OKBET Update How Ghana's women's beach volleyball team overcame all odds

OKBET Update: How Ghana’s women’s beach volleyball team overcame all odds

It has not been an easy road for the Ghana women’s beach volleyball team to get to the Commonwealth Games, where it will play its first match against Canada on Saturday. However, the team will finally get its chance to compete.

The atmosphere at the training center at the Laboma Beach Resort in Accra was devoid of enthusiasm just a few weeks before the team left for Birmingham. This lack of enthusiasm was compounded by the uncertainty of what might occur at the games as well as the limited support from the government.

The mood was one of despondency for a team that was getting ready for its first major event, and the primary reason for this was the fact that the government’s stipend for the camp had not yet arrived.

This was not the first time that the team had suffered a setback in terms of their finances. As a direct consequence of this, there was very little motivation, and the sweltering heat of summer only added to the problems.

According to what the members of the team told Al Jazeera, the “genuine love for the game” and the determination to make it against all odds were the reasons behind their perseverance during the three months in which they did not receive funding from the government.

Ghana, which holds the 104th spot on the international beach volleyball rankings, was placed in Pool A alongside Canada, which won the gold medal in the first-ever beach volleyball competition at the 2018 Commonwealth Games, Kenya, and New Zealand.

After a grueling competition against the best teams on the continent, the group had successfully secured a spot for themselves at the event.

Juliana Otcherewa and Rashaka Katadat fought valiantly to secure the team’s spot at the event, defeating formidable competitors such as Nigeria, Seychelles, Kenya, and Mauritius along the way. Their efforts were successful.

Otcherewaa stated that the qualification was not an easy task, but that they were able to complete it with determination. “I told my partner that because we have made a lot of sacrifices to get to this point, we need to give it our all and do the best we can,”

Katadat was taken aback by the fact that she was even capable of qualifying for the Commonwealth Games.

Katadat told Al Jazeera that the team “didn’t expect to win this,” referring to the qualifying tournament.

“The primary reason for these feelings was that the preparations that were made for the qualifiers were terrible. Absolutely nothing was provided in the way of support or sponsors. Not even the cost of transportation, but we approached it with the mindset that we were doing it for ourselves, and as a result, we continued regardless of whether or not we received support.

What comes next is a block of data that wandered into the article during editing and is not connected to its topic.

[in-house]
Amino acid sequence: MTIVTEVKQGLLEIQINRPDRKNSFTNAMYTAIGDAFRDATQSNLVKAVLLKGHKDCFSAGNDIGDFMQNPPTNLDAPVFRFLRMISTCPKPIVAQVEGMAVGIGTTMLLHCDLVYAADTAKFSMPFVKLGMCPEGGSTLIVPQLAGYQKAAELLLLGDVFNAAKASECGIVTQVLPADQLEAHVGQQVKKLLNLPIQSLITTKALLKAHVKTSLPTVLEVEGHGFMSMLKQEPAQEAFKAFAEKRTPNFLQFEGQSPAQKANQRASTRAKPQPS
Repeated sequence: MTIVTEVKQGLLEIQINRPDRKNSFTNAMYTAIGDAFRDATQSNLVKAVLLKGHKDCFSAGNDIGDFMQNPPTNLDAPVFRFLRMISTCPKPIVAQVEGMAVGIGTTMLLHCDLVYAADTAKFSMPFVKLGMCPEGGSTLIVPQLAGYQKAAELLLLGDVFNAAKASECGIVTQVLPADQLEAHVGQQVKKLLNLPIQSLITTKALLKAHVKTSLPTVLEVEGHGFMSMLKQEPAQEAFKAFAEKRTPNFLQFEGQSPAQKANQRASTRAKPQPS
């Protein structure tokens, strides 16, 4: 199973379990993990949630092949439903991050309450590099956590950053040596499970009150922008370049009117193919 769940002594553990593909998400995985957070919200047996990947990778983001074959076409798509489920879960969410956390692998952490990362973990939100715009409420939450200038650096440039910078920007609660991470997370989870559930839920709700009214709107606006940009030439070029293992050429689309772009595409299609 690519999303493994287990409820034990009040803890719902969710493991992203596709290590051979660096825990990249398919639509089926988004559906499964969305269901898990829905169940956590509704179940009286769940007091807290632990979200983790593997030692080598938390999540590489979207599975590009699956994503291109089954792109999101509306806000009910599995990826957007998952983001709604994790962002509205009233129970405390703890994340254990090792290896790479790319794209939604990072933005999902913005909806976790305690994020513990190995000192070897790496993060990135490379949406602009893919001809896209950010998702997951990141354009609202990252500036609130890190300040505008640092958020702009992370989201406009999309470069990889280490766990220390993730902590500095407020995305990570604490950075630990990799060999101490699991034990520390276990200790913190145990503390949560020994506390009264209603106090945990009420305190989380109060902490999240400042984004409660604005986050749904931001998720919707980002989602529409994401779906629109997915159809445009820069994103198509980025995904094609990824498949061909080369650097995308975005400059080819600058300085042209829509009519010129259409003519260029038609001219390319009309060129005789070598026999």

Otcherewaa began her volleyball career in 2014, after graduating from senior high school in Ghana’s eastern region. She began training with the La Pioneers Volleyball Club, an indoor volleyball team based in Labadi, a coastal town in Accra, when she was 15 years old.

Her switch to beach volleyball happened by accident.

In 2014, she went to the beach to train by herself, and the national beach volleyball team happened to be there as well, piqued Otcherewaa’s interest.

She hung out at practice, gathering balls for the team. Later, the team’s head coach, Seidu Ajanako, approached her and asked if she wanted to try beach volleyball, which she eagerly accepted.

“They taught me the fundamentals of the game, and the rest is history,” she explained.

Katadat’s first love was indoor volleyball, which she discovered while in high school. Katadat grew up in Ejura, Ashanti Region, wanting to be a lawyer. Her parents were initially unsupportive of her involvement in volleyball as a high school student.

“My parents didn’t approve of me participating in sports. “They always told me that because I was a woman, I shouldn’t play sports because people would gossip,” Katadat told Al Jazeera.

However, a stellar performance while representing Highlanders Volley Club against TI Amass Senior High School drew the attention of the opponents, who offered her a scholarship to play for their team.

Her parents gradually warmed up to her enthusiasm for the sport.

“I started making a name for myself in Kumasi as the best volleyball player in the region, so my father just stopped and let me play.”

Katadat had to choose between a university sports scholarship and joining the army as an indoor volleyball player after high school.

She was at a fork in the road that would determine the course of her life.

“I eventually chose the army because the school is permanent, but the army is not.”

Meanwhile, Otcherewaa was drafted by the Ghana Police Service and now plays for the Police volleyball team in the Accra Volleyball League.

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